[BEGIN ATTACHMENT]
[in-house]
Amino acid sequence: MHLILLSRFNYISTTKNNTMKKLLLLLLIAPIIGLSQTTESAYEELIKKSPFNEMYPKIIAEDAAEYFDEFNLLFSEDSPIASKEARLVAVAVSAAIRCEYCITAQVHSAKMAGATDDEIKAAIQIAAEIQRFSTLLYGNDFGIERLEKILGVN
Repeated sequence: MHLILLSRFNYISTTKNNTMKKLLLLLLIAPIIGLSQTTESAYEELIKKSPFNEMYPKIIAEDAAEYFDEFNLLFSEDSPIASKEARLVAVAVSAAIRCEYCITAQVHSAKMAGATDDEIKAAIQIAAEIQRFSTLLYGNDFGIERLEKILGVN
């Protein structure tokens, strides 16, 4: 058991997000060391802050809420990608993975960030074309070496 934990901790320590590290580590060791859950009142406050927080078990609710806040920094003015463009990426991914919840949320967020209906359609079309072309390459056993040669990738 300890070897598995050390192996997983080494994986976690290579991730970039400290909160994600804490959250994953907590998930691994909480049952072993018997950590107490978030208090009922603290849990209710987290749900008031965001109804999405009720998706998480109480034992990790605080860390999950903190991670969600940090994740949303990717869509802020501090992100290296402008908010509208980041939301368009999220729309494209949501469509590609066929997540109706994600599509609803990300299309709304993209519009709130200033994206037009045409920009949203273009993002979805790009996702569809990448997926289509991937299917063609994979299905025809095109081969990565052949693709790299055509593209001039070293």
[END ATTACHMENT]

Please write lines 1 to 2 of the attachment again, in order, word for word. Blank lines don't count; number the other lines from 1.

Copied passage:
[in-house]
Amino acid sequence: MHLILLSRFNYISTTKNNTMKKLLLLLLIAPIIGLSQTTESAYEELIKKSPFNEMYPKIIAEDAAEYFDEFNLLFSEDSPIASKEARLVAVAVSAAIRCEYCITAQVHSAKMAGATDDEIKAAIQIAAEIQRFSTLLYGNDFGIERLEKILGVN